What are the top 5 picks for Sheffield Doc/Fest 2017?
Friday 09 June 2017
Reading time: 5 minutes
Attending any film festival needs careful planning. Here is what I am making sure I catch during this year’s Doc/Fest.
1. Risk by Laura Poritras
My big movie is Laura Poitras’ Risk. After winning an Academy Award for her previous film, Citizenfour, an account of how Edward Snowden released a huge number of National Security Agency files via WikiLeaks in 2013, Poitras stays in the arena of revealing secrets with this portrait of Julian Assange.
Is Assange a liberator of the truth or just in it for himself? Such questions now surround the Australian hacker and one-time champion of the internet’s ability to expose the workings of modern society. As with Citizenfour, Poitras is not just an observer but part of the story.
2. The Force by Peter Nicks
With the tensions gripping black Americans and the forces that police them, Peter Nicks’ The Force is a study of how the Oakland Police Department have attempted to rebuild their links with the community they are supposed to serve and protect. The film won Best Documentary at Sundance this year.
3. City of Ghosts by Matt Heineman
Matt Heineman’s City of Ghosts provides a rare chance to see how ISIS works. The film documents the dangerous and courageous efforts of citizens in Raqqa to show everyday life under the rule of The Caliphate. Footage from phones, tablets and laptops is collected to provide a visceral image of life under fundamentalist oppression.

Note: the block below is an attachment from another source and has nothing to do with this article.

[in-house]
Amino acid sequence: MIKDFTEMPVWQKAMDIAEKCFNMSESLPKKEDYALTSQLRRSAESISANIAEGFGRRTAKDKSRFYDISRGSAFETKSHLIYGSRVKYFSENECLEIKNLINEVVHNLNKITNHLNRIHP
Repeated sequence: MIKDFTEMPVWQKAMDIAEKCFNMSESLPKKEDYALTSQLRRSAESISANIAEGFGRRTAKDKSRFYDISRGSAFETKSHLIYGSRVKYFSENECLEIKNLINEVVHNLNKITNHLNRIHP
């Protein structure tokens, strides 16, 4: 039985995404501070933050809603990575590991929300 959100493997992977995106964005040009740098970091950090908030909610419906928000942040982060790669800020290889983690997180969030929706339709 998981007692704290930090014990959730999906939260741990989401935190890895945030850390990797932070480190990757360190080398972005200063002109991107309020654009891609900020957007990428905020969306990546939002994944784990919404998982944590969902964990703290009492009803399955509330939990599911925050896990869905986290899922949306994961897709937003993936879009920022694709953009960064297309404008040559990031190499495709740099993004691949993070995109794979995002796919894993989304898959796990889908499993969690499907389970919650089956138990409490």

4. Far from Vietnam by Chris Marker
This rare opportunity to see Far From Vietnam should not be missed. A groundbreaking portmanteau film made in 1967 about life in North Vietnam at the height of the conflict with the USA. The documentary consists of contributions from the likes of Jean-Luc Godard, Agnes Varda and Alain Resnais – all brought together by cinema’s most elusive and enigmatic genius, Chris Marker.
5. Jo Cox: Death of an MP by Toby Paton
The festival’s closing film, Jo Cox: Death of an MP will be both a commemoration of the murdered MP’s life and a salutary reminder that terrorism comes in a variety of forms and is perpetrated by a range of extremists of differing colours, creeds and political beliefs.
No feel-good movies in my choices, but these are unhappy times and perhaps we should all be eschewing light relief and at least attempting to find some truth. There will be no better opportunity to do so than the six days of the festival.
Martin will be tweeting about Doc/Fest 2017: @MartinJohnCart2